The first Friday of every month is Gables Gallery Night in Coral Gables. This event, organized in part by Virginia Miller, one of the most active advocates of the arts in Coral Gables, continues its efforts this year welcoming the public for a night of art and fulfillment in hopes of reviving a once competitive gallery night. “For the past 30 years, Gables Gallery Night has attracted a number of different audiences” – says Miller, “collectors and art enthusiasts from Palm Beach, Naples, elsewhere in this country or abroad, along with locals who enjoy art and want to socialize with other art lovers.” Miller describes the event as an exchange of sorts, explaining that as art professionals look forward to an evening of “history-making exhibitions” and experiencing the work of artists of their liking, the artists are drawn to see new work from their peers and to make professional contacts.
Just as it is a professional network, Miller adds that the night is an extremely cultural and social event, “we also attract young people new to gallery hopping and more interested in each other than the art itself” – she says, “I know of three women who met their spouses in my gallery, and one now has three children.”
Although Gables Gallery Night has lost some of its attention to the popular Wynwood Art District, the persistence of this event and its organizers is an exceptional example of how a community fights to stay alive within the arts.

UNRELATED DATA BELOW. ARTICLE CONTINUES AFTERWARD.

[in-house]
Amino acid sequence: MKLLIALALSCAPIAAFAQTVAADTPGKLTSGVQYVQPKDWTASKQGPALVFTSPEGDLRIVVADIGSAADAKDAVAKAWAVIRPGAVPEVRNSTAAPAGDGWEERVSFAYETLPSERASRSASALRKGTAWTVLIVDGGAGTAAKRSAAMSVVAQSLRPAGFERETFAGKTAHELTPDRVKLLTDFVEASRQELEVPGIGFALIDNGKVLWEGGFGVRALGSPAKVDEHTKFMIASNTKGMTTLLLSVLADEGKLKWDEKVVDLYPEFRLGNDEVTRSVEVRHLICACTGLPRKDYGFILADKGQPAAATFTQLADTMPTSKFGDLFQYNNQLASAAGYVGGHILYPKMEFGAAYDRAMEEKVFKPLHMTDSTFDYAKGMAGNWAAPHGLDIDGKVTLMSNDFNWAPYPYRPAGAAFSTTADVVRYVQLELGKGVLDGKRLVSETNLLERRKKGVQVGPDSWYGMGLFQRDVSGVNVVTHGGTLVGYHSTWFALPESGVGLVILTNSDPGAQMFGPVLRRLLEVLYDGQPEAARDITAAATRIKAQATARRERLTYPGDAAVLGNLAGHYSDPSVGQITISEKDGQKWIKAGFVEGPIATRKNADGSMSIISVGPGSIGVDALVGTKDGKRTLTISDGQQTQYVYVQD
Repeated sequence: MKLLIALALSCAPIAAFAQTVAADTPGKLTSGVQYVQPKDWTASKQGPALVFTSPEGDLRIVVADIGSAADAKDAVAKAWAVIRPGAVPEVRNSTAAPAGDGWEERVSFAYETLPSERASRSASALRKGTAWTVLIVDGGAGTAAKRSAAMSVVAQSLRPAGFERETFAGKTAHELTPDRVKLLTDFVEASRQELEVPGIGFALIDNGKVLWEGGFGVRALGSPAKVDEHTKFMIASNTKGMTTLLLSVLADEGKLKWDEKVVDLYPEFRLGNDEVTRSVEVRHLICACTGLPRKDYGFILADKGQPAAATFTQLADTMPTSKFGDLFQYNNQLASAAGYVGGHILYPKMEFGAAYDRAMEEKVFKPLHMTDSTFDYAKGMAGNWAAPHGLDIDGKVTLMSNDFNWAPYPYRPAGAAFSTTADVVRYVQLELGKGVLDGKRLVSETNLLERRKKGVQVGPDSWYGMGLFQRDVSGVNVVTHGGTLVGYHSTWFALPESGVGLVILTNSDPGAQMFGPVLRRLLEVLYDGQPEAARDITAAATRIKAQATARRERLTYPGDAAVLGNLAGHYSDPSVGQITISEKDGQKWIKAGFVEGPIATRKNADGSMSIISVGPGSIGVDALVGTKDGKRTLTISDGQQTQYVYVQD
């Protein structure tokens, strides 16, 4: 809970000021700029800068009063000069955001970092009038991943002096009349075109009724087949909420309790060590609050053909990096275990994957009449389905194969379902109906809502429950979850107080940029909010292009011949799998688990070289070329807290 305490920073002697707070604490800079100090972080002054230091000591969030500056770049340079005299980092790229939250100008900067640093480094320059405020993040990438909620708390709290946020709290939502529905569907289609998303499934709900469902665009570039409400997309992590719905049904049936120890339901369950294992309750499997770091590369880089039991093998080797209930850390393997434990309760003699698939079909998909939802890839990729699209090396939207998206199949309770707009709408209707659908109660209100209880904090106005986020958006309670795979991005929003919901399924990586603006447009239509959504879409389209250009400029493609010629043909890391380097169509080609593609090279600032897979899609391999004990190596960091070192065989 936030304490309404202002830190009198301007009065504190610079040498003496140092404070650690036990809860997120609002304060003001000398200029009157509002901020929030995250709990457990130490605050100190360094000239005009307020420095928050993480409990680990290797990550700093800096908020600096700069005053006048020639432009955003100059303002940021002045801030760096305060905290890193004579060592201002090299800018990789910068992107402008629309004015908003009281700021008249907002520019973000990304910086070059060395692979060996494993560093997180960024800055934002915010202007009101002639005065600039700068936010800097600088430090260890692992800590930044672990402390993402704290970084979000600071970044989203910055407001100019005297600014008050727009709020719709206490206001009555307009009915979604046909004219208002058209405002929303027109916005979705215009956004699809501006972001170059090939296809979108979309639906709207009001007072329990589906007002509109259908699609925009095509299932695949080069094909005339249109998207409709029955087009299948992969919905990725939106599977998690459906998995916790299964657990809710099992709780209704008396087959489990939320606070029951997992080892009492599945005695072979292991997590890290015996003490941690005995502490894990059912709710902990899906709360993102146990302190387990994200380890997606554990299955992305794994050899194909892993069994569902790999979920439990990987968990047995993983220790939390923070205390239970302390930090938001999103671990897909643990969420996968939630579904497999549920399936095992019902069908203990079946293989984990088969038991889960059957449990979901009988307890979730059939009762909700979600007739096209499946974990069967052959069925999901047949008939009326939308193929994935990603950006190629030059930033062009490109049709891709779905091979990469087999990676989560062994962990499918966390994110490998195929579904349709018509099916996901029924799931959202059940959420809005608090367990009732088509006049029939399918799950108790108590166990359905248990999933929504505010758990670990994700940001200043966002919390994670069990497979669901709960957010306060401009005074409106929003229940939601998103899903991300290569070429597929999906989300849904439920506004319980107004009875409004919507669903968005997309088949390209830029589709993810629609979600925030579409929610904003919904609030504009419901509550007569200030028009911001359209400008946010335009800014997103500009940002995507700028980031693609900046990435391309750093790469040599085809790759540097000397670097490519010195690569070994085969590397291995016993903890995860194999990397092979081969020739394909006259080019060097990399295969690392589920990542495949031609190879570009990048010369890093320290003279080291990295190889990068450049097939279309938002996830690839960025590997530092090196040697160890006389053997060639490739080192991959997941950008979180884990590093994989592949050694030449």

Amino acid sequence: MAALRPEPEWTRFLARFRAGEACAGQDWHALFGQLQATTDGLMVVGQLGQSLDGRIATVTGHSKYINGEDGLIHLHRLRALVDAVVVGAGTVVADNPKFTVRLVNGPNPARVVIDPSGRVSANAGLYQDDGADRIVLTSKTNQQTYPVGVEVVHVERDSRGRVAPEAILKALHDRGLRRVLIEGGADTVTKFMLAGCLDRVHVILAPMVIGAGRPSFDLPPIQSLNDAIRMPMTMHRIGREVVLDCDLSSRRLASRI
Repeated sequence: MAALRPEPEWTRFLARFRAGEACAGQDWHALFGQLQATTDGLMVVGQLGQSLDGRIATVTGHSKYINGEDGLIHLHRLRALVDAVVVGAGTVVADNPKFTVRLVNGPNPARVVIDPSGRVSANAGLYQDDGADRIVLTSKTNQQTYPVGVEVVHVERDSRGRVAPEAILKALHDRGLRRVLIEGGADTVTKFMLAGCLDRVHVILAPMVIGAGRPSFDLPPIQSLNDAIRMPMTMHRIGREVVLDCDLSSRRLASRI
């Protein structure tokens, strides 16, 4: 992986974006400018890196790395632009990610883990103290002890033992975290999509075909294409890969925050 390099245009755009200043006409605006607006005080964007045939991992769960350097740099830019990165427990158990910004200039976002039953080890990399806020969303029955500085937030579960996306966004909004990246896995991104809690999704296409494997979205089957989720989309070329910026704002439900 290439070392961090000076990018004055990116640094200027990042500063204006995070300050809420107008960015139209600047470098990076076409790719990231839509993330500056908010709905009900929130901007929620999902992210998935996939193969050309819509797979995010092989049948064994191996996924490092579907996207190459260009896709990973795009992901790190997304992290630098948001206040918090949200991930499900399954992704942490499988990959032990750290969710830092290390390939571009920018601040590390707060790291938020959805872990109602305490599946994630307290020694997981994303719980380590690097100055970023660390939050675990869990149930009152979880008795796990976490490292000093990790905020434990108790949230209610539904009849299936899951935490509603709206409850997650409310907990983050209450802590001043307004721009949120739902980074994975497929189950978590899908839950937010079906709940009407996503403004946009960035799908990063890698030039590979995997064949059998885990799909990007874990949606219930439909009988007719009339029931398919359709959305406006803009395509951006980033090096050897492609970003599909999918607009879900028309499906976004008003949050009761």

At a time in which some may consider art a luxury, Miller disagrees saying, “everyone needs more than the basic necessities – food, clothing, shelter – to enrich our lives and to inspire our imaginations to strive for greater achievements. In this sense, art will always be a necessity, just as it was for cave dwellers – they embellished the walls of their homes.” In fact, in spite of the public’s shift of attention toward Wynwood, a number of new galleries have opened in Coral Gables in the past year and Miller believes this will continue to happen due to the city’s “affluent, stable, and safe environment”.
Gables Gallery Night fights the good fight to stay current and active in the South Florida art scene, developing new ideas and continuing to hold an event that Miller most perfectly describes as “a free event where people can nourish their souls, be surprised by new media, be stimulated to think in different ways, and to perhaps forget for a short time the stresses in their lives.”
Despite its decrease in popularity, professionals like Virginia Miller and the members of the Coral Gables Gallery Association labor toward a promising future; “In my view, that is the role of the arts in general” – Miller says, “to allow us to experience the world through the eyes of others, to stimulate us by broadening our sphere of experiences through our senses and through historical precedents.”